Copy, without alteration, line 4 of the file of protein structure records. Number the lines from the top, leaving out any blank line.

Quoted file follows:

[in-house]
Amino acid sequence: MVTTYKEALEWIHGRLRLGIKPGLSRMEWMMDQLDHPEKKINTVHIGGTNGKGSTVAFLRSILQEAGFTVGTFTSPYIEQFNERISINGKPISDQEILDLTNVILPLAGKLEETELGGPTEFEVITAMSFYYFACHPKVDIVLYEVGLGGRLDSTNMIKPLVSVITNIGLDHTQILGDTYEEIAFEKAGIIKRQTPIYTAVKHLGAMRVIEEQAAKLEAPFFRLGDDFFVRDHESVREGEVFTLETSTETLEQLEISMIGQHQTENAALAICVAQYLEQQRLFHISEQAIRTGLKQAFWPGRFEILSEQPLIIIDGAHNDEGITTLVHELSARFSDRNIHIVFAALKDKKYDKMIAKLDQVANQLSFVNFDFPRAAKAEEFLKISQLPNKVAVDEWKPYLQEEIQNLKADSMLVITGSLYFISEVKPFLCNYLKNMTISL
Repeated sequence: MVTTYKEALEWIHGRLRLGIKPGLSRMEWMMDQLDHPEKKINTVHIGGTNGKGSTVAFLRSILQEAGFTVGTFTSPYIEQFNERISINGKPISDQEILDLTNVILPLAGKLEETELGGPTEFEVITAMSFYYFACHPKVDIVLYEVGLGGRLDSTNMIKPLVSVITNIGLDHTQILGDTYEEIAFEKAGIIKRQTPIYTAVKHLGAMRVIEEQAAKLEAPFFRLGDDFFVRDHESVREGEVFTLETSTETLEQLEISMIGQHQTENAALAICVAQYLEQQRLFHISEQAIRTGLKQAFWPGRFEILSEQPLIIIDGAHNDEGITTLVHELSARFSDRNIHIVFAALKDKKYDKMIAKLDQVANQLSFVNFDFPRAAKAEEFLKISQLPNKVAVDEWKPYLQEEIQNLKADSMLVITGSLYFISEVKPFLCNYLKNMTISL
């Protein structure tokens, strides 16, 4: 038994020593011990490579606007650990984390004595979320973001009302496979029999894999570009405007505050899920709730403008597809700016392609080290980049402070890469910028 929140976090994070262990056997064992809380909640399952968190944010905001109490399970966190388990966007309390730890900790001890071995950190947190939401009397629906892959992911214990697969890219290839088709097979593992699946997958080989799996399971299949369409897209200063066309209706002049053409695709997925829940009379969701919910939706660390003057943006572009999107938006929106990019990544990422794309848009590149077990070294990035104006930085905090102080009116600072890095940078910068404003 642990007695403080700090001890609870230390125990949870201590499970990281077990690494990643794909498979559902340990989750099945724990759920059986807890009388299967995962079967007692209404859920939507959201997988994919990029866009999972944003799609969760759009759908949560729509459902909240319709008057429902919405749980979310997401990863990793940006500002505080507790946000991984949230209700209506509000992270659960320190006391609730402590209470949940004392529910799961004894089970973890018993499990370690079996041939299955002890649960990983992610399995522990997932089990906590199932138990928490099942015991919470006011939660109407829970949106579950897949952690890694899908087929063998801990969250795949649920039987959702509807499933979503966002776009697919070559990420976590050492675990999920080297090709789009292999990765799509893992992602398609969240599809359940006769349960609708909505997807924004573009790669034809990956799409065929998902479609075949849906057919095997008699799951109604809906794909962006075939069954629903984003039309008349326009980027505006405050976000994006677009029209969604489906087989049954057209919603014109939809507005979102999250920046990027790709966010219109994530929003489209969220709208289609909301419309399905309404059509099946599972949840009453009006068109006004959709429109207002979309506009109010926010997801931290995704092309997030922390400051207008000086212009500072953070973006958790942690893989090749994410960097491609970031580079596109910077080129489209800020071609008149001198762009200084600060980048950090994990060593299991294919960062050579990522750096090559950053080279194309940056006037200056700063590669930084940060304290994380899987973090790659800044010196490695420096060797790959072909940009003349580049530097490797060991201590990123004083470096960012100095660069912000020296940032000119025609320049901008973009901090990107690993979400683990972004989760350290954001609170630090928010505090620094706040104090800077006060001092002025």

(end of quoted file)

């Protein structure tokens, strides 16, 4: 038994020593011990490579606007650990984390004595979320973001009302496979029999894999570009405007505050899920709730403008597809700016392609080290980049402070890469910028 929140976090994070262990056997064992809380909640399952968190944010905001109490399970966190388990966007309390730890900790001890071995950190947190939401009397629906892959992911214990697969890219290839088709097979593992699946997958080989799996399971299949369409897209200063066309209706002049053409695709997925829940009379969701919910939706660390003057943006572009999107938006929106990019990544990422794309848009590149077990070294990035104006930085905090102080009116600072890095940078910068404003 642990007695403080700090001890609870230390125990949870201590499970990281077990690494990643794909498979559902340990989750099945724990759920059986807890009388299967995962079967007692209404859920939507959201997988994919990029866009999972944003799609969760759009759908949560729509459902909240319709008057429902919405749980979310997401990863990793940006500002505080507790946000991984949230209700209506509000992270659960320190006391609730402590209470949940004392529910799961004894089970973890018993499990370690079996041939299955002890649960990983992610399995522990997932089990906590199932138990928490099942015991919470006011939660109407829970949106579950897949952690890694899908087929063998801990969250795949649920039987959702509807499933979503966002776009697919070559990420976590050492675990999920080297090709789009292999990765799509893992992602398609969240599809359940006769349960609708909505997807924004573009790669034809990956799409065929998902479609075949849906057919095997008699799951109604809906794909962006075939069954629903984003039309008349326009980027505006405050976000994006677009029209969604489906087989049954057209919603014109939809507005979102999250920046990027790709966010219109994530929003489209969220709208289609909301419309399905309404059509099946599972949840009453009006068109006004959709429109207002979309506009109010926010997801931290995704092309997030922390400051207008000086212009500072953070973006958790942690893989090749994410960097491609970031580079596109910077080129489209800020071609008149001198762009200084600060980048950090994990060593299991294919960062050579990522750096090559950053080279194309940056006037200056700063590669930084940060304290994380899987973090790659800044010196490695420096060797790959072909940009003349580049530097490797060991201590990123004083470096960012100095660069912000020296940032000119025609320049901008973009901090990107690993979400683990972004989760350290954001609170630090928010505090620094706040104090800077006060001092002025």